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The gen’ral subjects to a well-wisht King
pleafe me, Than to demand, what 'tis. Your brother cannot live.
Isab. Ev'n fo!-Heav'n keep your Honour! [Going
Ang. Yet may he live awhile; and, it may be,
Isab. Under your sentence?
I ab. When, I beseech you?', that in his reprieve,
Aing. Hai ly, these filthy vices ! 'twere as good
llab. 'Tis set down fo in heav'n, but not in earth.
Ang. And say you so ? then I Thall poze vou quickly, Which had you rather, that the noit juft law No:v took your brother's life; or, 10 redeem him, Give up your body to such sweet uncleanneis, As me, that he hath ftain'd?
llab. Sir, believe this,' I had rather give my body than my soul.
Ang. I talk not of your soul; cur compellid fins Stand more for number than accompt.
Ijab. How fay you?
Ang. Nay, I'll not warrant that ; for I can speak Against the thing I say. 'Answer to this:
I, now the voice of the recorded law,
lieb. Please you to do't,
Ing. Pleas'd you to do't at peril of your soul,
Isab. That I do beg his life, if it be fin,
Ang. Nay, but hear me ;
Ijab. Let me be ignorant, and in nothing good, But graciously to know I am no better.
Ang. Thus wisdom withes to appear most bright, When it doth tax itself: as thefe black masques Proclaim an en-fhield beauty ten times louder, Than beauty could display'd. Bat mark me, To be received plain, I'll speak more grofs ;' Your brother is to die.
Ang. And his offence is so, as it appears Accountant to the law upon that pain,
Ang. Admit no other way to save his life,
brother from the manacles Of the all-holding law; and that there were No earthly mean to save him, but that either You muft lay down the treasures of your body To this suppos’d, or else to let him suffer; What would you do?
chief Lord, under the tenure of paying rent and reminds of the
Peb. As much for' my poor brother, as myself;
Ang. Then must your brother die..
Ijab. And 'twere the cheaper way; Better it were, a broiber dy'd at once ; Than that a fifter, by redeeming him, Should die for evera
Ang. Were not you then as cruel as the sentence
Isab. An ignominious ransom, and free pardon,
Ang. You seem'd of late to make the law, a tyrant,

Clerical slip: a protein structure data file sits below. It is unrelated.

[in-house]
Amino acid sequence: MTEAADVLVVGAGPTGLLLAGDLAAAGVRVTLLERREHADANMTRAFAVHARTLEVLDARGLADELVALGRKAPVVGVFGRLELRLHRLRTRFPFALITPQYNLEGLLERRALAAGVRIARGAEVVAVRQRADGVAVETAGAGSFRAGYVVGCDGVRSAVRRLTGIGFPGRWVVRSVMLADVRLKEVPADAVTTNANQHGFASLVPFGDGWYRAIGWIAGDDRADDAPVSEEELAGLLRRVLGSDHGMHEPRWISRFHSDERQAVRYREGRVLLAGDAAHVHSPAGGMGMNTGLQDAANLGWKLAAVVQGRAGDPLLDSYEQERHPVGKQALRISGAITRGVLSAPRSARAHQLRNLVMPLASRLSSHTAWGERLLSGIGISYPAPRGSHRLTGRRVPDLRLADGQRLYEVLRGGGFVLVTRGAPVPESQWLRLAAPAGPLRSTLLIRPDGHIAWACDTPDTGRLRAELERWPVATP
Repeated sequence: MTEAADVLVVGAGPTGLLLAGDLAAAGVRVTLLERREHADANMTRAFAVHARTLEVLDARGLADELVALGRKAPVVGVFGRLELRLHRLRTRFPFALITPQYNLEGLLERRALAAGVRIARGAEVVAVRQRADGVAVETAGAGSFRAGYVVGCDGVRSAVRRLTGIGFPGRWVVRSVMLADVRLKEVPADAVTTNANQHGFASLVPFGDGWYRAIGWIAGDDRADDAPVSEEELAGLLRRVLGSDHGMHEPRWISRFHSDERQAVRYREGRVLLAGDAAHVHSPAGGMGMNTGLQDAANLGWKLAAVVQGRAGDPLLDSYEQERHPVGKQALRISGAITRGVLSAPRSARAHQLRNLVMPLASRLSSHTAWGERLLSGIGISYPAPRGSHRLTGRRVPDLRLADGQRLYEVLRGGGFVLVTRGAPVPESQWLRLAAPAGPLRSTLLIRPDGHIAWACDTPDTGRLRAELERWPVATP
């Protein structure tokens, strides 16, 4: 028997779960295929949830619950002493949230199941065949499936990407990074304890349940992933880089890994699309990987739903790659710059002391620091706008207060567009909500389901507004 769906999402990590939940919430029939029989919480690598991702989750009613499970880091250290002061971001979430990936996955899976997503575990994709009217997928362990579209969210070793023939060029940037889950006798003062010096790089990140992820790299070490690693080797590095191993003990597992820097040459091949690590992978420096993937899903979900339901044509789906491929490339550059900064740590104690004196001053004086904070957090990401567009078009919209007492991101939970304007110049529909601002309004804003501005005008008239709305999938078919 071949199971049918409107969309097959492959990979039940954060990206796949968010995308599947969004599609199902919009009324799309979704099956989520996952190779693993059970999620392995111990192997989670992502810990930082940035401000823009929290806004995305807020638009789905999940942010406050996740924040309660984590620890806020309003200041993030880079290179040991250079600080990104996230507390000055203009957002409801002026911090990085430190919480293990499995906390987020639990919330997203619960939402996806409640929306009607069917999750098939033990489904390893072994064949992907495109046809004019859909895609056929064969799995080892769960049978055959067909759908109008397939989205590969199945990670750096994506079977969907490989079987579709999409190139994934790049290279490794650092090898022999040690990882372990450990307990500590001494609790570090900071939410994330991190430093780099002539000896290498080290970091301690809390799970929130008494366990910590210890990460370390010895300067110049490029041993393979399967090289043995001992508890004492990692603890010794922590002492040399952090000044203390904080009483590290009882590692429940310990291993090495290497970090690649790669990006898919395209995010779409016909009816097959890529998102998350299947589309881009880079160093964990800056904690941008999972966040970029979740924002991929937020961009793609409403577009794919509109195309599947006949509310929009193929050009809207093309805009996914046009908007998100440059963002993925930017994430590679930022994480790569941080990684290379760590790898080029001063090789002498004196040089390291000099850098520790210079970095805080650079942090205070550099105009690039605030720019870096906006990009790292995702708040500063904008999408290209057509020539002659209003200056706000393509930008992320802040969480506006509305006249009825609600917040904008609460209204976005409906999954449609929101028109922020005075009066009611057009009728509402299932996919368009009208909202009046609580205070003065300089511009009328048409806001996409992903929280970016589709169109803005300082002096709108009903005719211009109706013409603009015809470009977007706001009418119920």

Isab. Oh pardon me, my Lord ; it oft falls out,
Ang. We are all frail.
'If not a feodary, but only be, &c.) This is fo- obfcure a pale farge, but so fine in its application, that it deserves to be explan'da A feodary was one, that in the times of vafalage, held
which tenures were callid ferda amongst the Gorbs. This being premised, let us come to a paraphrare of our Author's words. We are all “ frail, says Argelo; yeś, réplies Isabella; if all mankind were not “ feod.iries, who owe what they have to this tenure of imbecillitys 65 and who succeed each other by the faine tenure, as well as my u brother, I would give him up.' And the comparing mankind, (who, according to some Divines, lie under the weight of origin it fin.) to a feudary, who owrs fuit and ferrvice to his Lords is, I think, que of the most beautiful allufions imaginable,
Ang. Nay, women are frail too.
Isab. Ay, as the glasses where they view themselves;
Ang. I think it well;
you be one, as you are well exprefs'd By all external warrants, shew it now, By putting on the destin'd livery.
Ijab. I have no tongue but one; gentle my Lord, Let me intreat you, speak the former language.
Ang. Plainly conceive, I love you.
Ijab. My brother did love Juliet ; And you
toll me, that lie Mall die for it,
Ifab. I know, your virtue hach a licence in't,
Ang. Believe me, on mine honour,
Tjab. Ha! little honour to be much believ'd,
Ang. Who will believe thee, Isabel?
Fit thy consent to my sharp appetite,